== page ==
Robert Pattinson and Willem Dafoe are the only two actors starring in this eccentric movie, and they deliver such grand performances that it feels like another actor would have been one too many.
They star as lighthouse keepers in the 19th century, left on an island to interact only with each other and their rock. It's a fascinating premise of how these men, left on their own, deal with boredom, loneliness, and being annoyed with one another.
Incredible performances, an interesting aspect ratio, and perhaps excessive weirdness, make this movie unforgettable.
You may have heard about this 2019 critic-favorite from clips like this one of a kid running to flee the movie theater during a screening. “little billy ran the f**k out the door”, the caption reads.
You will want to do the same. Recovering from losing her sister and her parents in a single incident, a young girl goes on a trip to Sweden to observe a ritual within a bizarre commune that occurs every 90 years. This cult’s idea of death and their traditions intersect with the girl’s grief to create unthinkable monstrosities.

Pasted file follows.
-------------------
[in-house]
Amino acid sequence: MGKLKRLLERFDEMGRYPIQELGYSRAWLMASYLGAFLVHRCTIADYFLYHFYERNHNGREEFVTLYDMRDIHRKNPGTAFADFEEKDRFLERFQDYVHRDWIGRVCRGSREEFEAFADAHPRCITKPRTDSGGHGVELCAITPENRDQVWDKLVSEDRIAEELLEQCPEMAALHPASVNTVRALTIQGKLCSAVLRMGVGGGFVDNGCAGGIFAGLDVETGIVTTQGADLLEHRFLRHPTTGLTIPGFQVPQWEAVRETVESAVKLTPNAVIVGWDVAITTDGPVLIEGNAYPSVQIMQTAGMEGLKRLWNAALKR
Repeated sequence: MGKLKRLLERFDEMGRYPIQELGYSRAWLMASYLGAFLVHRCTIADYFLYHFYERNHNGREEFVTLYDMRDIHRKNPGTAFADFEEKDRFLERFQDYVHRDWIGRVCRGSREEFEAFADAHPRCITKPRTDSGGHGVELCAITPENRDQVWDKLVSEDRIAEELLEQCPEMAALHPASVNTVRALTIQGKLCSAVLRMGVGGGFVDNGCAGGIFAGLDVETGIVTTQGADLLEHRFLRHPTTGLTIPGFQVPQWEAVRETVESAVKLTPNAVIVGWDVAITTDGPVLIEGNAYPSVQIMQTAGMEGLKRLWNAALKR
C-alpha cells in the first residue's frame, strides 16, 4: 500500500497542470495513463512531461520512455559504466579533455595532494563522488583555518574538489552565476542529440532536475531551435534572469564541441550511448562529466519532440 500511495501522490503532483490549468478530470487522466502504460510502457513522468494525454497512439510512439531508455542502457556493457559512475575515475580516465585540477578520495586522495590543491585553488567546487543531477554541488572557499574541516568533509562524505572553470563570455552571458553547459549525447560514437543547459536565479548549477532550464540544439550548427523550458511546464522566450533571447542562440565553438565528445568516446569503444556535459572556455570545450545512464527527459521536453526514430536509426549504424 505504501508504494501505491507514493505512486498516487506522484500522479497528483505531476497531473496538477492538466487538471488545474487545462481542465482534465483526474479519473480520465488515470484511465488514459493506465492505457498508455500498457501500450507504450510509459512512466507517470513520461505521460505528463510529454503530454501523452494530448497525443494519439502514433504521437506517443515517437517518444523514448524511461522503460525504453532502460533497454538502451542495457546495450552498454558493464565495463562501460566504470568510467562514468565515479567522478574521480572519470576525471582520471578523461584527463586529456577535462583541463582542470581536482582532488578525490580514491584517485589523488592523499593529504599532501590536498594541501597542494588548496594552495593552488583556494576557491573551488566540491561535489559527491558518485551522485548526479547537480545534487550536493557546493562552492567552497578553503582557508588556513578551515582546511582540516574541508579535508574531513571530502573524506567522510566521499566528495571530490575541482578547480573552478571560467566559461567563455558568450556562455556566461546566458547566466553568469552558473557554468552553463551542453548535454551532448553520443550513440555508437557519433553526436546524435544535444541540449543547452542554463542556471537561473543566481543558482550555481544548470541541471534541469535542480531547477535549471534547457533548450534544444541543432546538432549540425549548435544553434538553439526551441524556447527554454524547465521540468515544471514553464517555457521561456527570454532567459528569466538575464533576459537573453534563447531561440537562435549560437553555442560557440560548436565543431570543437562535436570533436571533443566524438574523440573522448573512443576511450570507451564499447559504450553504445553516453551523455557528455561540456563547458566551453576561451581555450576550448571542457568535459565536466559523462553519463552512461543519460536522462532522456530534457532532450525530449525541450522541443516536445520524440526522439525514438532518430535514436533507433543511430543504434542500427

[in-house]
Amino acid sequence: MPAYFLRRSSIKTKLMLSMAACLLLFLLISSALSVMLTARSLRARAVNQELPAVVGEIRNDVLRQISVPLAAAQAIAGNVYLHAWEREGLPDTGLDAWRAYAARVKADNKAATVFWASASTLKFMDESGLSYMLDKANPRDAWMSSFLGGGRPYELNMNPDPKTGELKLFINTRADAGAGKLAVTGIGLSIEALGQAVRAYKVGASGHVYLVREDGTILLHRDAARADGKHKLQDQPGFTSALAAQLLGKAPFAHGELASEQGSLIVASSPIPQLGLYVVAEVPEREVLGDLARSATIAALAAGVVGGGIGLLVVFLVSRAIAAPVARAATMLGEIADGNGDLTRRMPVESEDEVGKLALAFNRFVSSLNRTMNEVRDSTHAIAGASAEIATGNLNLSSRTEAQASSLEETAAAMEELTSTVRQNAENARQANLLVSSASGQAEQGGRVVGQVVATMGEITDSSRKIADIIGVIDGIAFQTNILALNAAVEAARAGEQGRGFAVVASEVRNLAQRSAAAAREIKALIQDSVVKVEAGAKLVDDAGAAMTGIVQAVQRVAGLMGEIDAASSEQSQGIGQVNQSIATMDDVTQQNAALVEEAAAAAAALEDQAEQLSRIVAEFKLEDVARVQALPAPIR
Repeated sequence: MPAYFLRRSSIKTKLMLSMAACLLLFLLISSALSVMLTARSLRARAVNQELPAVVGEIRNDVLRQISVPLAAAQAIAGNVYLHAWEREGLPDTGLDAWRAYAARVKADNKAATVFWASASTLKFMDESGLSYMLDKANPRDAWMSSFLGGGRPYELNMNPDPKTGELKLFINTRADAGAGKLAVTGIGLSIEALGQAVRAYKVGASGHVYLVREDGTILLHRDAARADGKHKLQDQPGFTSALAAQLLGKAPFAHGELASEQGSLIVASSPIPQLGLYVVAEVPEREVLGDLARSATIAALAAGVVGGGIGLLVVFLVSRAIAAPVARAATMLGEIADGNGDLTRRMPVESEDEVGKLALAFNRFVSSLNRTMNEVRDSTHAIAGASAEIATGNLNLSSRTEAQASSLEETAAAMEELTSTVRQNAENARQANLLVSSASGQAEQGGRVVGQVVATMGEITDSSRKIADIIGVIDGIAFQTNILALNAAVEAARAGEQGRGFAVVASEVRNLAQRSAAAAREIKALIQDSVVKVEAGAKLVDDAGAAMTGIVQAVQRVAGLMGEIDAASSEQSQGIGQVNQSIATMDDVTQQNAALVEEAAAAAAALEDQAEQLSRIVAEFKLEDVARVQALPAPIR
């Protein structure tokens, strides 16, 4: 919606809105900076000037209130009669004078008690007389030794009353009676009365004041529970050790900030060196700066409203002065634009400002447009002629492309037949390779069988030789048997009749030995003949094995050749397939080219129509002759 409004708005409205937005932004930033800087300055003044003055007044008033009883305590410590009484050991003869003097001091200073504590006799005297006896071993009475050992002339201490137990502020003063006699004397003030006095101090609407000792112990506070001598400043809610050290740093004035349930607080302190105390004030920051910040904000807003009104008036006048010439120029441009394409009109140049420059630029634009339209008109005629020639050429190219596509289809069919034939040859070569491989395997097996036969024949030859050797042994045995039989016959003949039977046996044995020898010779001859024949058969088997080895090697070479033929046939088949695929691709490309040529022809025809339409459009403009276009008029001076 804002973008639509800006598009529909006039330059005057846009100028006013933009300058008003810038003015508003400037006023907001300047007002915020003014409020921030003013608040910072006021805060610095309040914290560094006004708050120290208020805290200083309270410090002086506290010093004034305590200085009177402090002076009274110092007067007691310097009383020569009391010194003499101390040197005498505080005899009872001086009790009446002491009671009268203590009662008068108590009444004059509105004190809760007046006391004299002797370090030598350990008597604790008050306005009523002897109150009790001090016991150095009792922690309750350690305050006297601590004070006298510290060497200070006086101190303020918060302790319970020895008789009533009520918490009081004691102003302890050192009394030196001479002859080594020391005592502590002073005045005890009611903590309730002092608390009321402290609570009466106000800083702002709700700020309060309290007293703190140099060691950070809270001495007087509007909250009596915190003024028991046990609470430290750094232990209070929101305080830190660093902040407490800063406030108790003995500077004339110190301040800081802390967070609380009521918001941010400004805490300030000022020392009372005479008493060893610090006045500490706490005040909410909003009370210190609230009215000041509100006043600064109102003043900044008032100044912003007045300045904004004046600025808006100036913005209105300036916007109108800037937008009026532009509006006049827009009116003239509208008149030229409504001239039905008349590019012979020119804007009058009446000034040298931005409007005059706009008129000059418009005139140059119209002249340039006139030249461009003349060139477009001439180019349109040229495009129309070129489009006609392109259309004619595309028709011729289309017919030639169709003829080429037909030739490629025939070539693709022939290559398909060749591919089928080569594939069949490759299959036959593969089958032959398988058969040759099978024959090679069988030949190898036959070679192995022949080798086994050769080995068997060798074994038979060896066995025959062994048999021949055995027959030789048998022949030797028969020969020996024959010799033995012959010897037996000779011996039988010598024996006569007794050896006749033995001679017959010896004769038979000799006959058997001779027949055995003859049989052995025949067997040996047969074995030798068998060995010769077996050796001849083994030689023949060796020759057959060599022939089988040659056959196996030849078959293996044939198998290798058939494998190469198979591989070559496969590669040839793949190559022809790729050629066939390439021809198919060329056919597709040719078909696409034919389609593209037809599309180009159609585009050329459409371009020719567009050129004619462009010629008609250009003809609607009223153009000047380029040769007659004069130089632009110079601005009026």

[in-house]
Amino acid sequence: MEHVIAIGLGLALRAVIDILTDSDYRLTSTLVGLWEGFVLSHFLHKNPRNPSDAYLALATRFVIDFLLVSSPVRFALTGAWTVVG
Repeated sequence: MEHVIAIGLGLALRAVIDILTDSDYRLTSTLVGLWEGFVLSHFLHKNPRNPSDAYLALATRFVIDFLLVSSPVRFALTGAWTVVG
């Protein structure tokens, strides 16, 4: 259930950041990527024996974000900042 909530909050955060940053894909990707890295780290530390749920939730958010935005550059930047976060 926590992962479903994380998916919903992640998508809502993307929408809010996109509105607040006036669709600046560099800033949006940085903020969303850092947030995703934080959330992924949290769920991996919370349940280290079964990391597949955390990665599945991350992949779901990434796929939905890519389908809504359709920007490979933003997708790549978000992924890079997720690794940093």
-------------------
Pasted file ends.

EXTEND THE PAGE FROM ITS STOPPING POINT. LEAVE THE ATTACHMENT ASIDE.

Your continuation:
Note: while some readers praise the movie for its depiction of anxiety, I highly recommend against watching Midsommar if you suffer from panic attacks.
Like a Wes Anderson movie, The Last Black Man in San Francisco takes artistic risks and nails every one of them. There are many quirky, aesthetically well-studied, and even funny aspects to this moving story.
Jimmie has been maintaining a typical San Francisco Victorian house, regularly painting the windows and watering the plants. One small problem: other people live there and they don’t want him around. It turns out this was once Jimmie’s family house, having been built by his grandfather in 1948, and he misses it deeply.
This story is based on writer Jimmie Fails’ life, as he tried to reclaim his family home in SF. However, it’s not a movie that limits itself to gentrification. It transcends that to being about the universal yearning to find a place to call home.
There are far too many things that are worse in life than being on a journey with Danish super talent Mads Mikkelsen (Hannibal, The Hunt).
And that is what this 98-minute movie is: an almost one-actor movie set in the arctic. Mikkelsen plays a man trying to survive a plane crash, which at some point becomes about deciding whether to embark on a dangerous journey or stay in the plane rubble and risk a slow death.
It’s an extremely well-acted movie with nail-biting suspense. Bonus fact: it received a 10-minute standing ovation when it premiered at the Cannes film festival this year.